When we practice meditation we are strengthening our ability to be steadfast with ourselves.  No matter what comes up- aching bones, boredom, falling asleep, or the wildest thoughts and emotions- we develop a loyalty to our experience.  Although plenty of meditators consider it, we don’t run screaming out of the room.  Instead we acknowledge that impulse as thinking, without labeling it right or wrong.  This is no small task.  Never underestimate our inclination to bolt when we hurt.” 

 A portal to grasping the mysterious workings of our own minds, meditation also sheds light on the universal human psyche- particularly our shared tendency to retreat into the reassuring realms of imagination and fantasy so as to elude the present in all its dismaying insecurity.  Though the present has the profound power to transport us to transcendent heights of rapture, to exist completely in the here and now- or, as patron saint of presence Thoreau once said, to realize there is “no other land but this”- is to come face to face with life’s startling uncertainty.  Unadulterated life is both torture and bliss, torment and rhapsody:

In meditation we discover our inherent restlessness.  Sometimes we get up and leave.  Sometimes we sit there but our bodies wiggle and squirm and our minds are far away.  This can be so uncomfortable that we feel it’s impossible to stay.  Yet this feeling can teach us not just about ourselves but also about what it means to be human.  All of us derive imaginary security and comfort from the imaginary world of memory and fantasy and plans.  We really don’t want to stay with the nakedness of present experience.  It goes against the grain to stay present.”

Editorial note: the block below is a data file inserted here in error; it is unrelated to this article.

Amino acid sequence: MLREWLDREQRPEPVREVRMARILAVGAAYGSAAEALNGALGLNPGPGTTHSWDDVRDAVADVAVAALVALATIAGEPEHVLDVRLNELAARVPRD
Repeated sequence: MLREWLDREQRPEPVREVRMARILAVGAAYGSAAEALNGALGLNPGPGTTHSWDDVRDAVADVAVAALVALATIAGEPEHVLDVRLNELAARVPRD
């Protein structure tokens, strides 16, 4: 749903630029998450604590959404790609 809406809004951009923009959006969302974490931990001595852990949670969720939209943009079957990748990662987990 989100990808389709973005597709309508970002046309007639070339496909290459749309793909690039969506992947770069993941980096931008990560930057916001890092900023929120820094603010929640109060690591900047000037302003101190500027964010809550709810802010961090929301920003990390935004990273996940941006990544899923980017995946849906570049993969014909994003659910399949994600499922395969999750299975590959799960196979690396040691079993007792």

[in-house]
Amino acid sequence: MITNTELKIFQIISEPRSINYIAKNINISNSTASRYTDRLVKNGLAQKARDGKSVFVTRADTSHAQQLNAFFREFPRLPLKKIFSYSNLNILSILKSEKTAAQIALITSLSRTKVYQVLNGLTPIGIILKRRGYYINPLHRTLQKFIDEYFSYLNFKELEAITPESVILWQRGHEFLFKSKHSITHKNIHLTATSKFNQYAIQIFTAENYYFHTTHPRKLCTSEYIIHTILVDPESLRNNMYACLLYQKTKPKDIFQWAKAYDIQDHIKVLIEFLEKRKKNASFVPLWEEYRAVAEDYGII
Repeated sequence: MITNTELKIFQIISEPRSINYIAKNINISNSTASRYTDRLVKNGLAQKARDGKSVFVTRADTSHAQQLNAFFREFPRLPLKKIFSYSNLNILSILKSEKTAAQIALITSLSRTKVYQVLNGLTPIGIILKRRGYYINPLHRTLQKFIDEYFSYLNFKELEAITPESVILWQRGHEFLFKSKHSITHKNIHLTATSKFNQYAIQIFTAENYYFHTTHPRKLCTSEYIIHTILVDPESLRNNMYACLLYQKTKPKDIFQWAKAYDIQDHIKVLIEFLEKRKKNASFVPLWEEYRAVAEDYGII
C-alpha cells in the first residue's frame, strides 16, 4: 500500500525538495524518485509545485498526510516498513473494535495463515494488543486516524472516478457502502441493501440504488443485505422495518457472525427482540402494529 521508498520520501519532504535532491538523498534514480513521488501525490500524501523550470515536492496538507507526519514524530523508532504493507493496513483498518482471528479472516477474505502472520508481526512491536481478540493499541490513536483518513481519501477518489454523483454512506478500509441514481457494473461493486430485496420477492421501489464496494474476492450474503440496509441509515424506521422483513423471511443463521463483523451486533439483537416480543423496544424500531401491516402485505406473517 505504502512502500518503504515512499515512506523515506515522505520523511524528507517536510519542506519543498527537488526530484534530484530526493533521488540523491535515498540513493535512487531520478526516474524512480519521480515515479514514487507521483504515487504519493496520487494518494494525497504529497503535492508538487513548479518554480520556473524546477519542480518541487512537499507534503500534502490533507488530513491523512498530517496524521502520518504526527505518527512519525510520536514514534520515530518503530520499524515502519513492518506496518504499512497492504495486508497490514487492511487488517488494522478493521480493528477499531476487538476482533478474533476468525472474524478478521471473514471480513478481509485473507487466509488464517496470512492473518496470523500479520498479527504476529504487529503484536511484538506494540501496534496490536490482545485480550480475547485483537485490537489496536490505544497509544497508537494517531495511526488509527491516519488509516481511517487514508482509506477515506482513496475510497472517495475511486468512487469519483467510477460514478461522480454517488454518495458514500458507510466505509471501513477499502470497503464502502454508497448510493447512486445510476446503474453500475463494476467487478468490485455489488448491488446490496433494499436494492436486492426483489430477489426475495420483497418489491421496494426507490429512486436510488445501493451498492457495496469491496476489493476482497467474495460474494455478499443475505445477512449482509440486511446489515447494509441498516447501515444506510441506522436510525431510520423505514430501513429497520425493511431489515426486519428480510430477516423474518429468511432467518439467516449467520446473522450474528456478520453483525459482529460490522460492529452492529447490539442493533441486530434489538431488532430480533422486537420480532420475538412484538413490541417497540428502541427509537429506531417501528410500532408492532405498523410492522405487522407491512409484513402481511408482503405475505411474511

While the idea of sitting cross-legged atop a mountain sounds wonderfully replenishing to many a weary spiritual seeker, meditation practice is just that- practice, in other words, hard work.  Instead of a few stolen moments of calm restorative bliss, meditating is most often a terrifying submergence into the storm-tossed seas of our subconscious.  “God, how much longer do I have left?”  “I’m hungry…what am I going to eat for lunch?”  “Crap…I still have to walk the dog!”  This chronic mental chatter brings about a startling- if distressing- revelation: we very rarely are where we are.  But rather than castigate ourselves for our hopeless inability to stay present, Chodron pleads with us to be compassionate toward our shortcomings as self-love is the most priceless lesson meditation can impart.  Only when we develop an attitude of loving-kindness, can we learn to “stay” with both our selves and the world at large:

The pith instruction is, stay…stay…just stay.  Learning to stay with ourselves in meditation is like training a dog.  If we train a dog by beating it, we’ll end up with an obedient but very inflexible but rather terrified dog.  The dog may obey when we say “Stay!” “Come!” “Roll over!” and “Sit up!” but he will also be neurotic and confused.  By contrast, training with kindness results in someone who is flexible and confident, who doesn’t become upset when situations are unpredictable and insecure.

So whenever we wander off, we gently encourage ourselves to stay and settle down.  Are we experiencing restlessness?  Stay!  Discursive mind?  Stay!  Are fear and loathing out of control? Stay!  Aching knees and throbbing back?  Stay!  What’s for lunch?  Stay!  What am I doing here? Stay!  I can’t stand this another minute!  Stay!  This is how we cultivate steadfastness.”

One thought on “Pema Chodron on Learning to Stay

  1. I liked your “meditating is most often a terrifying submergence into the storm-tossed seas of our subconscious.” Comment. One must learn to be fearless when peering into the unknown. As the mind is constantly in movement grasping at thoughts or objects of consciousness. We can sometimes feel unsure in the expanse of mind even though it is with us all the time.

    QP